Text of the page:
Using 32-bit COM Call in 64-Bit Windows Application …

This was a new problem for me since I rarely ever need to write software that calls a COM object that is running on a second machine.  I am working on a data collection system that will integrate with our ERP system and is accessing it through the API that they provide.  The ERP system that I am connecting to is a 32-bit application and it will NOT run on a 64-bit system.  There is still some legacy code that they need to get migrated, and they are working on a full 64-bit update.  In my Visual Studio 2008 project I have a reference to a dll file that exposes the API needed to access the business rules and import or export data.  If I compile the project and run it on a 64-bit system, to program runs fine until I make a call against the API.  I then get this error:

“System.DllNotFoundException: Unable to load DLL ‘SERVICES’: The specified module could not be found. (Exception from HRESULT: 0x8007007E)”

After digging around, I found this is because I am calling a COM object that in turn is calling a 32-bit object which is not supported.  It is the act of the COM object running in the WOW64 subsystem making a call to a 32-bit object that is causing the problem.  At lest for the application that I am working on now, I was able to tell Visual Studio that the target CPU was a x86 and then everything ran fine.  This setting can be found at Project > Properties > Compile > Advanced Compile Options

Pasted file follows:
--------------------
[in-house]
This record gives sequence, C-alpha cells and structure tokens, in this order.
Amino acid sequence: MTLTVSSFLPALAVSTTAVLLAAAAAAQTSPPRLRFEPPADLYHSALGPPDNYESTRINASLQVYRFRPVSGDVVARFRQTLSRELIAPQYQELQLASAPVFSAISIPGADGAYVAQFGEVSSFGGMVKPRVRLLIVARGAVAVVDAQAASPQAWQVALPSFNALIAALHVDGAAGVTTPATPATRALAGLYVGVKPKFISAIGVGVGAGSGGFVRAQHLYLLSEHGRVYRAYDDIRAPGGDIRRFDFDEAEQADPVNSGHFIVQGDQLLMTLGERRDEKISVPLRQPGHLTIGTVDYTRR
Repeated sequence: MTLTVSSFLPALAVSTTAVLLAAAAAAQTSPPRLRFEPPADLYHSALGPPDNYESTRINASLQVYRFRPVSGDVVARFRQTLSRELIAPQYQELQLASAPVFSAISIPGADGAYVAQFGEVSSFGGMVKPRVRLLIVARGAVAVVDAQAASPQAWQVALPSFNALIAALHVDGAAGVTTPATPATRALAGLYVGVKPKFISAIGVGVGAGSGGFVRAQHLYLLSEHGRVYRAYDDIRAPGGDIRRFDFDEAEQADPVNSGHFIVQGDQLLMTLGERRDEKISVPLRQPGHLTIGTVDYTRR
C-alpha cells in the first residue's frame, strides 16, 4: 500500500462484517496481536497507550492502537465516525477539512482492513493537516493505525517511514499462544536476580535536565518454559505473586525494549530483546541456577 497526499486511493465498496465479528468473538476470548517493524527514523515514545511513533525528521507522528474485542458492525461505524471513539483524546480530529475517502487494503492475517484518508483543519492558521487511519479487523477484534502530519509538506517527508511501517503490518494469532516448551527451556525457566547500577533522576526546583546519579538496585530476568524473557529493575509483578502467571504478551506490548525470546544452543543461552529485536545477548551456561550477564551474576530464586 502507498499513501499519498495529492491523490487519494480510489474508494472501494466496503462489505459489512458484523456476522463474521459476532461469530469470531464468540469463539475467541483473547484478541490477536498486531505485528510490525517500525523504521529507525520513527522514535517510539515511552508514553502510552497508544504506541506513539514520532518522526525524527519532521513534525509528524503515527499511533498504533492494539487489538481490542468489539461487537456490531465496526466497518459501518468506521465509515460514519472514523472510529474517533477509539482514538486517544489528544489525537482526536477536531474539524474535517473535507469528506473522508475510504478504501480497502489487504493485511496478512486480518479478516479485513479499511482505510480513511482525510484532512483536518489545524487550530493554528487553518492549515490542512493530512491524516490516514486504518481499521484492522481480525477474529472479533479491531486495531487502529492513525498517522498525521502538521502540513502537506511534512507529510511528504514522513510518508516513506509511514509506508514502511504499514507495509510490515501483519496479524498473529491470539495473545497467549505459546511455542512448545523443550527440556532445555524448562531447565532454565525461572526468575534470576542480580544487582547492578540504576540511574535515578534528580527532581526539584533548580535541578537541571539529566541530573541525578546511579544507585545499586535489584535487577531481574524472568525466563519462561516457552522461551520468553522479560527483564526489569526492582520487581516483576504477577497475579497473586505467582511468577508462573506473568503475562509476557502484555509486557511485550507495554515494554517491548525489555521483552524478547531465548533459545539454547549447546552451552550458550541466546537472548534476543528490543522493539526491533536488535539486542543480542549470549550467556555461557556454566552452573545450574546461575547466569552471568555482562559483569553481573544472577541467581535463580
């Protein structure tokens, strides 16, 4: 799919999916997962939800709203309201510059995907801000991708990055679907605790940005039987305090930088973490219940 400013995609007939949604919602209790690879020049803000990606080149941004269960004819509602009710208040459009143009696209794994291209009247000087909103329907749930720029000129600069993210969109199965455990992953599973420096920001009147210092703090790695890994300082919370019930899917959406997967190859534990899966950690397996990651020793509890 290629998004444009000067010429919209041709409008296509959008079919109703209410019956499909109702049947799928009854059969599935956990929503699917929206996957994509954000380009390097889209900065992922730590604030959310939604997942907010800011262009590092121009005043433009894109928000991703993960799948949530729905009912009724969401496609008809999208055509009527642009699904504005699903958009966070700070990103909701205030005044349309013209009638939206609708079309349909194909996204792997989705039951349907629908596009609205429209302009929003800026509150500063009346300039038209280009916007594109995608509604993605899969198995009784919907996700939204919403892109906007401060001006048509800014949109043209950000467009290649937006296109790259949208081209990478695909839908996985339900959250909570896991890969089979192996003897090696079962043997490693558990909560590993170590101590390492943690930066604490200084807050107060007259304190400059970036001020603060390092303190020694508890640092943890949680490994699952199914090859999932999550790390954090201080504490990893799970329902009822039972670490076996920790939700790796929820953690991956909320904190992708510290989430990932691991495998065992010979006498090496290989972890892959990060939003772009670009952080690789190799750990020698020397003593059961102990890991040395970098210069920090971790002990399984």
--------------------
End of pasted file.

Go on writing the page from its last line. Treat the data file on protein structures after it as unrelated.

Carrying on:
Hope this helps …

Windows 7 Installation …

I started the move to Windows 7 last night.  Just to make things interesting, I also moved to the 64 bit version.  The base installation was quick and painless.  I was installing on a Dell Latitude D630 with a nVidia video controller.

Windows 7 did a pretty good job of finding and configuring my hardware.  The only drivers that I needed were for the video controller and the finger reader.  Everything seems to be working good and the computer is running noticeable faster with a lower resource usage.

Here is a list of the software that I have had problems with:

  • Alcohol 52% – Alcohol 120% does work and they are working on a update for Alcohol 52%.  This is causing me more irritation than anything.  I have converted all my install CDs to ISO images and use Alcohol to mount them.
  • Acronis True Image Echo Workstation 9.1 – I just get a message that this program will not run on Windows 7.  Nothing that I could find on the Acronis web site, but there is a new version out.  The explorer shell extension seems to be working for browsing previously created images.  I may get stuck purchasing the new version.  I use this for backup and recovery.   Update: Purchased Acronis Backup & Recovery 10 Workstation and it supports Windows 7.
  • Microsoft SQL Server 2008 Developer Edition – This installs but would not run until Service Pack 1 was installed.

    Here is a list of the software that has installed without any problems:

    Recovering From a Corrupt Registry Hive